Traffic and parking in Montpelier is about to get more challenging. Workers broke ground Wednesday on the long awaited cooperative effort between the state and the city to provide wood chip-generated heat to a portion of the downtown.
"It's been touch and go a number of times and the fact that we're really building it is a great feeling," said Bill Fraser, the Montpelier city manager.
To make it work, the city is tapping into the state's existing plant in back of the DMV. The city will convert steam that's used to heat many state buildings into hot water.
It will travel in a series of new 8-inch pipes under State Street, eventually winding its way to Main Street, City Hall, the police station, Union Elementary School and some 16 private landlords, with the potential for more in the future. And although it's only one of a handful of municipally run systems like it in the country, city officials say it's no different from other city services.
"Some towns and cities in Vermont provide electricity and many others don't. Some provide water and sewer-- this is a utility service with lines in the ground and meters. It's not that different from some of the services we provide, it's just new," Fraser said.
By converting to biomass, the city expects to save nearly a quarter million dollars in their annual fuel bill. For its part, the state will double the size of its heating plant. The 1940-era boilers will be replaced with boilers that run on wood chips. And all of it will be flood-proofed.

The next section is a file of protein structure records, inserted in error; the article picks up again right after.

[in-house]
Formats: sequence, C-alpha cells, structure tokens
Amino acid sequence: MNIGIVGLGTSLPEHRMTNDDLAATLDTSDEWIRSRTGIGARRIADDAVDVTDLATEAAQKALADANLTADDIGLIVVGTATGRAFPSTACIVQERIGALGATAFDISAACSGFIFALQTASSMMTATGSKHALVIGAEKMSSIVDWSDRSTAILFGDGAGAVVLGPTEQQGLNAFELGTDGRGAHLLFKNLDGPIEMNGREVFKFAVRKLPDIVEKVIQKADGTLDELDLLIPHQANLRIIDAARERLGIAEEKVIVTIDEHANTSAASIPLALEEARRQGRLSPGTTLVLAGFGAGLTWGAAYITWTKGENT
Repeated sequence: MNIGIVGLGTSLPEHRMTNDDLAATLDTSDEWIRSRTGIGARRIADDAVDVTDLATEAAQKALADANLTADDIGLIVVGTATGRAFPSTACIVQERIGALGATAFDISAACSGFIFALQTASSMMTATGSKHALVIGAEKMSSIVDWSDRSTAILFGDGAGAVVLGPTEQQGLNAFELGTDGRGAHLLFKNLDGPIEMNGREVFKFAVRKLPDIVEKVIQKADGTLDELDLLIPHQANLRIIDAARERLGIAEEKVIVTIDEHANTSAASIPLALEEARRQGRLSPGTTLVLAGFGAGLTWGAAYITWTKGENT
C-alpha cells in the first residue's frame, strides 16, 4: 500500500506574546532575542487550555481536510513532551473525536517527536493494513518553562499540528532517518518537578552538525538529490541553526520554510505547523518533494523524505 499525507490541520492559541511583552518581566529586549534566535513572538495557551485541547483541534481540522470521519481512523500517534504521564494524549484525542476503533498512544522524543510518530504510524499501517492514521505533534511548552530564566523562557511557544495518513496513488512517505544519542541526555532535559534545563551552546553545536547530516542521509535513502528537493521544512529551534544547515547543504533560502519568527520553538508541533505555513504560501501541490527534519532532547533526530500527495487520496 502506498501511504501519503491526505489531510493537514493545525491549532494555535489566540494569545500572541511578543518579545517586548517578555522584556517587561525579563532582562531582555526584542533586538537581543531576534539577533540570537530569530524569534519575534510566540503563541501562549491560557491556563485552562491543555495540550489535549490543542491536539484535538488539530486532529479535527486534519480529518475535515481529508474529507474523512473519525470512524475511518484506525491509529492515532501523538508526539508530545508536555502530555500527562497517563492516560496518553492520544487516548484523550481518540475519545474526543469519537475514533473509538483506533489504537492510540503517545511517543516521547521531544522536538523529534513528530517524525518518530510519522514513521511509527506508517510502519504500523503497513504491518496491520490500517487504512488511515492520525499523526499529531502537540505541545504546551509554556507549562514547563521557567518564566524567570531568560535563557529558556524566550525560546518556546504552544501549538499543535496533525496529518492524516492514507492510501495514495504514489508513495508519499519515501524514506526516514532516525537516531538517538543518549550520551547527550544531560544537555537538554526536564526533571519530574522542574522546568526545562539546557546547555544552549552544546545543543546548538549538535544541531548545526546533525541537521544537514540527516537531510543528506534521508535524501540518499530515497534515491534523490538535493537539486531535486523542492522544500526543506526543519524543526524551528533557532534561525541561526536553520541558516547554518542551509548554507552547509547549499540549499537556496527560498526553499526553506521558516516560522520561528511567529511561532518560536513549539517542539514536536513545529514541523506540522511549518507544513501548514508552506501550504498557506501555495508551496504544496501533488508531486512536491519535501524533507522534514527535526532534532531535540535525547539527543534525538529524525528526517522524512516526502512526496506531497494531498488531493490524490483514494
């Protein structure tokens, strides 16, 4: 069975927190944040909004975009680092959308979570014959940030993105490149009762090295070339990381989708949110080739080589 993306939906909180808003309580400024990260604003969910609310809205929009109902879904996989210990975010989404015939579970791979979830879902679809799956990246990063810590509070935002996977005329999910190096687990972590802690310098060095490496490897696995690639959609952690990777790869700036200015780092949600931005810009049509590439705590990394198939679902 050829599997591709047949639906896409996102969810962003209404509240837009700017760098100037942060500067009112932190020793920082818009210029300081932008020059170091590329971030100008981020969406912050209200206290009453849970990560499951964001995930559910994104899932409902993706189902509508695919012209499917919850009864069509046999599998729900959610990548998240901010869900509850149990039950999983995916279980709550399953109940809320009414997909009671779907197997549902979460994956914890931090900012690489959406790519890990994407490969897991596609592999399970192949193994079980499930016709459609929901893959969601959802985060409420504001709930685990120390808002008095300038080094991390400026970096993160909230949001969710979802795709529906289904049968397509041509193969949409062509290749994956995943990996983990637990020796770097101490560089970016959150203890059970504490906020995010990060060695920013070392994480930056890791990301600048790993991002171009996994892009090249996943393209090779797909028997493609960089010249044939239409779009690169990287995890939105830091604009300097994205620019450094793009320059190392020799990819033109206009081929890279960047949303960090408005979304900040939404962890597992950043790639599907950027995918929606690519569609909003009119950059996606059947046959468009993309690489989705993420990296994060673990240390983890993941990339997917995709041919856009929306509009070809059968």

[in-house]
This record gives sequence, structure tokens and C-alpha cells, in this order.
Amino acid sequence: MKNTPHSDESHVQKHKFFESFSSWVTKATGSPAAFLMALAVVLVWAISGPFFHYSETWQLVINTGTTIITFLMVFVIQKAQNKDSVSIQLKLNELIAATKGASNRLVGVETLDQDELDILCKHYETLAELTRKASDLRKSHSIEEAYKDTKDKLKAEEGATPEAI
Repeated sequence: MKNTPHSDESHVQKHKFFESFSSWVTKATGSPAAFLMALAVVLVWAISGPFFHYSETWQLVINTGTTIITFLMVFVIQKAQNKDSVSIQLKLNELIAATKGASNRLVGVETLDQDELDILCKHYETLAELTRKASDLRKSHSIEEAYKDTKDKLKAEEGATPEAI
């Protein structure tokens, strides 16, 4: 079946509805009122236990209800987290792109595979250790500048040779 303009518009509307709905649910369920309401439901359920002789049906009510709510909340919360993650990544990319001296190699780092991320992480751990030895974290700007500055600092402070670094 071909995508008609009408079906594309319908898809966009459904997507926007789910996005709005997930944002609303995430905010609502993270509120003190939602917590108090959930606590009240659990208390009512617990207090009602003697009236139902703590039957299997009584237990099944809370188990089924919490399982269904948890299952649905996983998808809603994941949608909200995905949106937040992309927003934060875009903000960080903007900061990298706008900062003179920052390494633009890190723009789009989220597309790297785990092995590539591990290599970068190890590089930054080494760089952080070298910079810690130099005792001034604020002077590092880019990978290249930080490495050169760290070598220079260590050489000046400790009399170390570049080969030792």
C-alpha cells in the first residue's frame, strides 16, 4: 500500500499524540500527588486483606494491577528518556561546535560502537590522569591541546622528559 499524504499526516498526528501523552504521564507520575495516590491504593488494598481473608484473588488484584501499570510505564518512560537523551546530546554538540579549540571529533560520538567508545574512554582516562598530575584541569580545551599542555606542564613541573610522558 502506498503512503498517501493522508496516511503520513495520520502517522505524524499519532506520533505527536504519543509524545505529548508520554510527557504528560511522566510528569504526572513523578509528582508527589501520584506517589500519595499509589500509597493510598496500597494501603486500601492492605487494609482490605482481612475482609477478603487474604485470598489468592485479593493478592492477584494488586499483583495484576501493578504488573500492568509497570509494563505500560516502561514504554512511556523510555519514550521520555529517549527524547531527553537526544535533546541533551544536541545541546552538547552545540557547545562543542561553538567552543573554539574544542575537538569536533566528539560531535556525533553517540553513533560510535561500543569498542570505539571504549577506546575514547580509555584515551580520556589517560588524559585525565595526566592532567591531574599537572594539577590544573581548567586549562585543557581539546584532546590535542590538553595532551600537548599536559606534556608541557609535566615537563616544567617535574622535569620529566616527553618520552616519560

"The boilers are below grade and the 100-year flood is foot and a half to 2 feet above the existing grade out there. So certainly raising those above their 100-year flood would be a great thing," said Joe Aja, of the Vt. Department of Buildings and General Services.
The project has not been without its hiccups along the way.
"First meeting I ever attended in Montpelier city government was 18 years ago and they were talking about district heat," Fraser said.
More recently-- last August-- a split City Council initially voted it down because of financial concerns. Montpelier High School was also dropped because of excessive costs. And this winter state officials scrambled to cover $2.5 million in cost overruns.
City officials say the underground pipe-laying this spring and summer will be in phases to help ease congestion.
"We aren't closing down the whole downtown at once-- that's the good part. But in those sections there is going to be stop and go traffic, there's going to be loss of parking and we're just trying to manage that as best we can," Fraser said.
Big changes underway to help heat the Capital City.
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